To get reliable results, you need to perform multiple runs, preferably on different types of hardware. The variance is usually more significant than the precision of the timer, so measuring small differences in performance comes down to probability and statistics. We've found Student's t-test to be useful for measuring the difference between the sets of runs.
It's a great question but any meaningful answer must be qualified with "compared with what?"
Tasks definitely have overhead over plain OS threads, and if the amount of work you're doing in a task is small, the overhead becomes more pronounced. Because tasks are built on top of other PPL/ConcRT constructs, they have overhead over these constructs. So one way to look at the efficiency is to try to solve the same problem using different constructs and compare the results.
To take one specific example, I can calculate a Fibonacci number (using the naïve recursive algorithm) in a parallel_for loop from 0 to 100, then do the same by spawning 100 tasks that do the same, and compare the elapsed time of both solutions. The data I get on my laptop shows that the tasks-based solution is about 5% slower than the parallel_for-based solution. I'm not too worried about this kind of overhead because a) it's small and more importantly b) you would never do this in a real-world application - parallel_for is a better solution for this problem.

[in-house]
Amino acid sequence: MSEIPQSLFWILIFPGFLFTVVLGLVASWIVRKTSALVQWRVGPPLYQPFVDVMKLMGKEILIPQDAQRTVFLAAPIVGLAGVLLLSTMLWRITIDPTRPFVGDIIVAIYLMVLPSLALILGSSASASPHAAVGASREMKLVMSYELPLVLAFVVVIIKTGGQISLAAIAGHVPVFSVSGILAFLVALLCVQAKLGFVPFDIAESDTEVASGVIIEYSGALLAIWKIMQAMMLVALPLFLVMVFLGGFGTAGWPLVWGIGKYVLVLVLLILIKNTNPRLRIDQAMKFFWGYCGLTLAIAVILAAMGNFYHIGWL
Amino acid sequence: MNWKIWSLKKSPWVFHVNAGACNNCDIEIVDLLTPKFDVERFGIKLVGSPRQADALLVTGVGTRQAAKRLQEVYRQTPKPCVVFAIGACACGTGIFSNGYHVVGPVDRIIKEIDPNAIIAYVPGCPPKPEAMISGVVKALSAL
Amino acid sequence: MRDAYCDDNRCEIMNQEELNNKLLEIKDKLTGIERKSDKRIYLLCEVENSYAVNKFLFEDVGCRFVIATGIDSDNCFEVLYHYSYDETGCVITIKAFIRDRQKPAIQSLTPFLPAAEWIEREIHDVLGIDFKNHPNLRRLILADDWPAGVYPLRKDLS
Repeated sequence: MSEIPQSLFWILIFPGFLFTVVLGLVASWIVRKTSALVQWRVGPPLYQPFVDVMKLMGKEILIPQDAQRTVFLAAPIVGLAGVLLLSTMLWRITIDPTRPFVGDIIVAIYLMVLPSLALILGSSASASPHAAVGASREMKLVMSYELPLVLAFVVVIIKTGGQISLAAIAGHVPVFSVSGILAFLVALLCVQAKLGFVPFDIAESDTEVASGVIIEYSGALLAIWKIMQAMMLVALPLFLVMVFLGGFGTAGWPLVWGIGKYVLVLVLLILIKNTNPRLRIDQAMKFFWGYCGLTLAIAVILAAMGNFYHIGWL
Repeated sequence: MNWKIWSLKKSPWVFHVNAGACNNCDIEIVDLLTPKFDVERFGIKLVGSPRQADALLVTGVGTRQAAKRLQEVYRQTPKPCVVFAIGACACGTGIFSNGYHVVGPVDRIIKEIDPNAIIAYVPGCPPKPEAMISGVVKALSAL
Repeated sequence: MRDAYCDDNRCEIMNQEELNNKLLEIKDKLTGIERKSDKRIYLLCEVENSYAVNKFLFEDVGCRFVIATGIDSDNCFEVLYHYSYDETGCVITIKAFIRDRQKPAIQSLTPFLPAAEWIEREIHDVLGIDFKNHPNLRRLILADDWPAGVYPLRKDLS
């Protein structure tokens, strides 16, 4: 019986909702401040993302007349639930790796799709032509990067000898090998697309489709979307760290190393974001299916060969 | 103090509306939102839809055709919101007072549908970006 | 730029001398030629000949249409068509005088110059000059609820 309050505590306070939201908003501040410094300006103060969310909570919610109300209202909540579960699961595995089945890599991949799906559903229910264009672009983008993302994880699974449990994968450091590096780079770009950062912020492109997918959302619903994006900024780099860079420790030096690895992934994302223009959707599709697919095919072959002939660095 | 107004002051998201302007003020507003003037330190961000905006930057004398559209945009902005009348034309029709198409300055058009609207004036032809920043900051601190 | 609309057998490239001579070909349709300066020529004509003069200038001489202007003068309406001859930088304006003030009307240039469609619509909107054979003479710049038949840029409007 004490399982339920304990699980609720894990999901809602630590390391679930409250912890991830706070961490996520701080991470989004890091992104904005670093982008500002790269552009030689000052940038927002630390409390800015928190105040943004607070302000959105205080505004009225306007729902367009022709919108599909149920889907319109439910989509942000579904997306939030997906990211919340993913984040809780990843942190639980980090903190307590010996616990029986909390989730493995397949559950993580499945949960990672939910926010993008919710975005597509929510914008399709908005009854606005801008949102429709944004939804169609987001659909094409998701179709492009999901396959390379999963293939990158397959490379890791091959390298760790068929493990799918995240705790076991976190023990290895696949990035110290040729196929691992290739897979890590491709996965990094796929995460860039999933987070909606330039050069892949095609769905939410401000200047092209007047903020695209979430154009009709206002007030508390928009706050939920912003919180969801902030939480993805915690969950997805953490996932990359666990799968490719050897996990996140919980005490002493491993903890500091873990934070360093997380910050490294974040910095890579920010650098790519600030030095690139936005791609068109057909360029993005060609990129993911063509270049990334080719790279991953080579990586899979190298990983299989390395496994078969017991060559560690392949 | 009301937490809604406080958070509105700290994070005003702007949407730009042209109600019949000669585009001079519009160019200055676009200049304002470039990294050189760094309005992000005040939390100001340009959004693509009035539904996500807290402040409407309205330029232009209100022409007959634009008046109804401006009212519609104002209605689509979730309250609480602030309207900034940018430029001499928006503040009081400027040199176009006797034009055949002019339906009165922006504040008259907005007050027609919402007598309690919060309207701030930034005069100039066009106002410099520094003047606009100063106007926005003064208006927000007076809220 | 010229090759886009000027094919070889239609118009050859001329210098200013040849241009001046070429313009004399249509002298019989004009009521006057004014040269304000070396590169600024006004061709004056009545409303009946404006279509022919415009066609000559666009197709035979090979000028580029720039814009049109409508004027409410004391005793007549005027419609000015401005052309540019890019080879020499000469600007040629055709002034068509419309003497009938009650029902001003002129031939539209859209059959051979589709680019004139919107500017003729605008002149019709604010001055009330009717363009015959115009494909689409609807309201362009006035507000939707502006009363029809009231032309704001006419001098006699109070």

Some of our other performance tests show that the overhead can be quite significant, so more optimization is in order.
Now to my main point. For problems where PPL tasks offer a more productive programming model, their performance should be "good enough" so that you don't have to fall back to a less productive programming model, such as OS threads. If we have accomplished that, we have succeeded. If you want to use PPL tasks but are forced to use some lower-level constructs to get the performance you need, we have failed.